Ozone (O3) in the stratosphere
filters out ultraviolet radiation that is harmful to biological systems.
Certain chemicals that we release into the atmosphere, such as
chlorofluorocarbons (CFCs), cause ozone
molecules to break apart, depleting the ozone layer.
For monitoring this process in terms of its boundary, ozone levels are
measured over mid-latitudes (away from the poles), since that is where most
humans and human activity are found. To keep out enough ultraviolet
radiation, our goal is to keep the concentration of ozone in the
stratosphere at or above .
Ozone (O3) in the stratosphere filters out ultraviolet (UV) light
that is harmful to biological systems. We're familiar with UV light causing
sunburns; without the ozone "layer" it would be much more intense. It could
hurt animals and plants, including food crops, and affect animal behaviour
and other aspects of ecosystems.
Some of the novel entities that we've
released into the atmosphere, particularly CFCs (chlorofluorocarbons), destroy ozone by
breaking the molecules apart. Weather patterns cause these materials to
collect near the poles, especially the south pole, and the unusual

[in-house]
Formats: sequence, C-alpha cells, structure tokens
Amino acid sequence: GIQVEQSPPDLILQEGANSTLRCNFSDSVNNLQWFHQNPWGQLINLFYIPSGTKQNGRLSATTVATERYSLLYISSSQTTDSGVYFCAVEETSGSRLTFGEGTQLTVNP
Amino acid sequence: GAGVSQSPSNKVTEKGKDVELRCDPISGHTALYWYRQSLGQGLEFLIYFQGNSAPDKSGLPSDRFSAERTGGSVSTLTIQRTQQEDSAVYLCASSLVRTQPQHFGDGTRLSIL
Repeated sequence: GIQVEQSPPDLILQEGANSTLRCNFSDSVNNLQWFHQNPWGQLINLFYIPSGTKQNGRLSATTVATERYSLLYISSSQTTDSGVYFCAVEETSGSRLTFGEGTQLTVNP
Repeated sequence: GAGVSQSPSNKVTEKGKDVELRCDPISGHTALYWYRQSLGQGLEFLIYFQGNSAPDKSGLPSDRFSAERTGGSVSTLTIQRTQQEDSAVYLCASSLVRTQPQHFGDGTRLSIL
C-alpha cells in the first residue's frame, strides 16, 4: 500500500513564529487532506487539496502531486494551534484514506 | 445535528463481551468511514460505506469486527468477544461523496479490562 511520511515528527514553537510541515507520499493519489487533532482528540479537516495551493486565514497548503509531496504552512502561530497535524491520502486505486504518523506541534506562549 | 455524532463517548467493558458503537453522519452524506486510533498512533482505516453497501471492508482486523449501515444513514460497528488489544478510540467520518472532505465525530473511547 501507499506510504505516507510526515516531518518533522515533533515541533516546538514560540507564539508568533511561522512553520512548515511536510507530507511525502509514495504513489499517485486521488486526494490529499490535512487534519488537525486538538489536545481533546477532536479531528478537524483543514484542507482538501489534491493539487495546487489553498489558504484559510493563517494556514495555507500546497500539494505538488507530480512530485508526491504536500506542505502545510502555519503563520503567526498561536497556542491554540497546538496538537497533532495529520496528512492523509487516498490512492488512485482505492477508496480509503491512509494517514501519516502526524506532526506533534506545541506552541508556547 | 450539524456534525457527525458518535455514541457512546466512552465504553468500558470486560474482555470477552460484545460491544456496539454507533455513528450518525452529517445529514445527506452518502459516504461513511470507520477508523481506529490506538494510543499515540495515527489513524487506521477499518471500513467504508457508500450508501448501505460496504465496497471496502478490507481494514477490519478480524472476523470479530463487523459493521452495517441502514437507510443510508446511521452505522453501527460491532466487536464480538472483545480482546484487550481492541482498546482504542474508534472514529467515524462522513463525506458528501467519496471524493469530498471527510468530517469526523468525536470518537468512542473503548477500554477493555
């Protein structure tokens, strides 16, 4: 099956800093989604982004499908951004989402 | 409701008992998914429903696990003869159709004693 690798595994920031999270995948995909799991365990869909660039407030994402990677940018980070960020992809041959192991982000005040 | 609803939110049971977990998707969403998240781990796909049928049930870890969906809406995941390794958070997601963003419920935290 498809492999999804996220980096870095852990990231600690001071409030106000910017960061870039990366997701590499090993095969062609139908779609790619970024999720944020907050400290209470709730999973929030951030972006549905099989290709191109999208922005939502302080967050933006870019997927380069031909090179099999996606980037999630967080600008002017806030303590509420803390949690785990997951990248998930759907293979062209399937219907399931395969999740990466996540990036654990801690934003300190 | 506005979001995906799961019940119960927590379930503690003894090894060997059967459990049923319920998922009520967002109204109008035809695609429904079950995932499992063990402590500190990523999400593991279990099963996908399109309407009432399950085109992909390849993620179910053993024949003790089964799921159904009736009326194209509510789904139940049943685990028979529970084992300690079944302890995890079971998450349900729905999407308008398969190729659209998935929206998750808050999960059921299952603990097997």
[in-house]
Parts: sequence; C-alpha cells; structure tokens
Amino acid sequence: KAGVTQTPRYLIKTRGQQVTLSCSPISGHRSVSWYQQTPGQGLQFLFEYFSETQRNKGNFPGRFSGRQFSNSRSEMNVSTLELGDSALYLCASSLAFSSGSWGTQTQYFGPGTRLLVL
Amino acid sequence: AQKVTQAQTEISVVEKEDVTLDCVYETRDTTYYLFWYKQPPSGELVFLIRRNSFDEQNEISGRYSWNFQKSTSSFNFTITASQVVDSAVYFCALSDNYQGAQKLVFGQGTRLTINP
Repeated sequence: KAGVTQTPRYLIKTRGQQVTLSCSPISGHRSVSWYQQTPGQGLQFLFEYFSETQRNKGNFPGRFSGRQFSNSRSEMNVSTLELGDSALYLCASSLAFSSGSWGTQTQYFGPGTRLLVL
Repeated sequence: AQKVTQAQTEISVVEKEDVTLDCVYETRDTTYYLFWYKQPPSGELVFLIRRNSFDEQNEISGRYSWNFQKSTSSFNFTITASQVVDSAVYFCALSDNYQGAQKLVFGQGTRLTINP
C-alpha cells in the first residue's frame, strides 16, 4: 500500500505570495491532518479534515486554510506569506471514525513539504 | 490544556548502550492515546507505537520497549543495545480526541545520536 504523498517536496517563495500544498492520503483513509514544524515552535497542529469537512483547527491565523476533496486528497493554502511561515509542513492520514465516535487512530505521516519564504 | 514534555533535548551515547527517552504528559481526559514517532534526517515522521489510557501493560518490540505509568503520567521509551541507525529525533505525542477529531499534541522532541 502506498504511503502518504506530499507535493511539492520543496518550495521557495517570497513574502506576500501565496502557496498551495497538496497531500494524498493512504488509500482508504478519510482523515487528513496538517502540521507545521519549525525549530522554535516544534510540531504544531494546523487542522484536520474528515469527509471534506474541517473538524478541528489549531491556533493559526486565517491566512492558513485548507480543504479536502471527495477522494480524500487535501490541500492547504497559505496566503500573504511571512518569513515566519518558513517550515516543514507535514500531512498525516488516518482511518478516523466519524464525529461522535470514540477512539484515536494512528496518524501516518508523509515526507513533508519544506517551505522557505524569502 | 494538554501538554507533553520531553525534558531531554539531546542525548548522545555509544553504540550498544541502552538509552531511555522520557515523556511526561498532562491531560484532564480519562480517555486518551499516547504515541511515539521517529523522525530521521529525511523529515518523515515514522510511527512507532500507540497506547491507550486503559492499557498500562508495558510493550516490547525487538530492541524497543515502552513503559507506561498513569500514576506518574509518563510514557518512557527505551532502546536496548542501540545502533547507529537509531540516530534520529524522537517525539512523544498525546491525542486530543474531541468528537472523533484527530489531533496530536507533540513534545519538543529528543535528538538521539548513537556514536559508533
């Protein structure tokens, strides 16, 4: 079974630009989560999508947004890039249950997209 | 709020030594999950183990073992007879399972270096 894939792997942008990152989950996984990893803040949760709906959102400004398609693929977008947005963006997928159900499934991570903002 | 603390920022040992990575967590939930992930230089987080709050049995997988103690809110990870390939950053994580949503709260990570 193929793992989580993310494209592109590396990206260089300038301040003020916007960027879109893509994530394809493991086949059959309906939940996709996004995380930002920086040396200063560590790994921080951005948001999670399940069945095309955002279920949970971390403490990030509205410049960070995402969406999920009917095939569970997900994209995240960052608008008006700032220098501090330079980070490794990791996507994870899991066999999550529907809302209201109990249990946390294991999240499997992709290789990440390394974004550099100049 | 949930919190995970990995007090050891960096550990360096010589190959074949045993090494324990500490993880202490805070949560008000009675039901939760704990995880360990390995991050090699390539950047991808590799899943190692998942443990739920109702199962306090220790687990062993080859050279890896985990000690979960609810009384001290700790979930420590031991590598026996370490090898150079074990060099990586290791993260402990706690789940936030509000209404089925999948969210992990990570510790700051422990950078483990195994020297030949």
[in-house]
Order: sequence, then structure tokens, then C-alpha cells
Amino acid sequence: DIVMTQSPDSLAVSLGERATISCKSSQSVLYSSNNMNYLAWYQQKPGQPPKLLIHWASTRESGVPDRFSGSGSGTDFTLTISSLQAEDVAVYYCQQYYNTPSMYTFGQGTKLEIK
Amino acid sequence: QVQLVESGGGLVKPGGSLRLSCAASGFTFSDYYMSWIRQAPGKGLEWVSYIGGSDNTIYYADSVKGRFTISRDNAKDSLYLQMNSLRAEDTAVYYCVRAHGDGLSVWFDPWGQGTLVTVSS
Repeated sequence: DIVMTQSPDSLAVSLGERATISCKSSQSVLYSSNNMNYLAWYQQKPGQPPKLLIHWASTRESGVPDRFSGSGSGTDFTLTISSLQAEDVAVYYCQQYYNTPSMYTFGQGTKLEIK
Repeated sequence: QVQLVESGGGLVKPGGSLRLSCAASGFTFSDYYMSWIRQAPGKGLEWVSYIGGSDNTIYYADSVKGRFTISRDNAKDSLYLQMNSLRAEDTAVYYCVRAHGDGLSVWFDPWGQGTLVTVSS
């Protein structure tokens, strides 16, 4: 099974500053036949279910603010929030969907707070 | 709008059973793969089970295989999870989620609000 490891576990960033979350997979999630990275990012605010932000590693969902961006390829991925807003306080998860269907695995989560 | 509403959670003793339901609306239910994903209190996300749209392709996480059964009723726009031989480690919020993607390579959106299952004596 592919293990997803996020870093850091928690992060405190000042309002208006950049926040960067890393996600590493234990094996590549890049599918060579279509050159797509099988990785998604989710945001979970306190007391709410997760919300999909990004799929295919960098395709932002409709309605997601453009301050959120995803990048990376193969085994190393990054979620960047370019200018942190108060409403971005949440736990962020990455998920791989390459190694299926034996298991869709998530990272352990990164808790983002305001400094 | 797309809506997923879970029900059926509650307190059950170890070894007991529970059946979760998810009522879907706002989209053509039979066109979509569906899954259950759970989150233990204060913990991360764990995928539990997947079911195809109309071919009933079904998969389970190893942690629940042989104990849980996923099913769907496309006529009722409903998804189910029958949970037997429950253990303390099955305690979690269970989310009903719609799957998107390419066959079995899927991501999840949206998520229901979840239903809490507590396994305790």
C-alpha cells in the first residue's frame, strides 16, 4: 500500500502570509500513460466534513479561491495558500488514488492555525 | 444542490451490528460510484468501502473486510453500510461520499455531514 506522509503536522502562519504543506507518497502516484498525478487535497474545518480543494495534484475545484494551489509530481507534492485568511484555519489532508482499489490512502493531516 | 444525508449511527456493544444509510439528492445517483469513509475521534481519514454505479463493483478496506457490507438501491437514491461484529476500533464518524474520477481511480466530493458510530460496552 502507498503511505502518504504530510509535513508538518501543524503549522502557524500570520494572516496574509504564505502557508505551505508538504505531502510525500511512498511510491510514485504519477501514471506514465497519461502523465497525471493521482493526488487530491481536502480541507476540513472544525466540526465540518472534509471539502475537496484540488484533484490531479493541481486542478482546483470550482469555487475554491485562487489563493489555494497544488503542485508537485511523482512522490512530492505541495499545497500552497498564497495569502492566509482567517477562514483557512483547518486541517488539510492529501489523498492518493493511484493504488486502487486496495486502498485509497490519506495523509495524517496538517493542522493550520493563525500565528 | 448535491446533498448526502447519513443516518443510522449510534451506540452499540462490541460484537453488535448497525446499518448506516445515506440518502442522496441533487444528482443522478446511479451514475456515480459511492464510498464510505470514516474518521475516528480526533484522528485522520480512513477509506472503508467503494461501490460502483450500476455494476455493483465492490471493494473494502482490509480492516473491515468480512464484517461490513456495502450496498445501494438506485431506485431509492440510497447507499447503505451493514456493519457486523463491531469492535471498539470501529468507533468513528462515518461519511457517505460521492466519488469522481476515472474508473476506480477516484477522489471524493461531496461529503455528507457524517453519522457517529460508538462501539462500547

conditions of Antarctic winter and spring enable these materials to do
serious damage to the stratospheric ozone. In the mid-1980's, it was
discovered that the ozone over the Antarctic had become so depleted it was
called a "hole".
Soon after this discovery, researchers identified the cause, and nations
around the world agreed to find ways to stop the release of CFCs and other ozone-harming substances into the
atmosphere. The Antarctic ozone "hole" is still there, in part because these
substances remain in the atmosphere for a long time, but it is no longer
growing. In fact, recent evidence (Reiny 2018, Strahan 2018) suggests it is starting to recover.
Some examples of connections to other Earth-system processes:
Stratospheric ozone depletion is caused by the introduction to the
stratosphere of certain novel entities,
as discussed in the novel entities process tab. These substances include
CFCs, which are used as refrigerants. In this
way aerosol loading can affect ozone
depletion (Lade et al., 2020).
Because of the harm that UV radiation can do to plants and animals, ozone
depletion lets more UV radiation through the atmosphere, impacting biosphere integrity.
Ozone depletion is connected to biogeochemical
flows because nitrous oxide is an ozone depleting substance. Main
sources of nitrous oxide are from agricultural processes, and energy and
Tropospheric ozone is a greenhouse gas which affects climate change, however
as many ozone depleting substances in the stratosphere are greenhouse gases
in the troposphere, the relationship of ozone and climate change is complex (Lade et al., 2020). Climate change and the
increase of carbon dioxide in the atmosphere cools the stratosphere because
more heat is trapped in the lower levels of the atmosphere. The cooling of
the stratosphere slows the rate of ozone depleting reactions (Lade et al., 2020).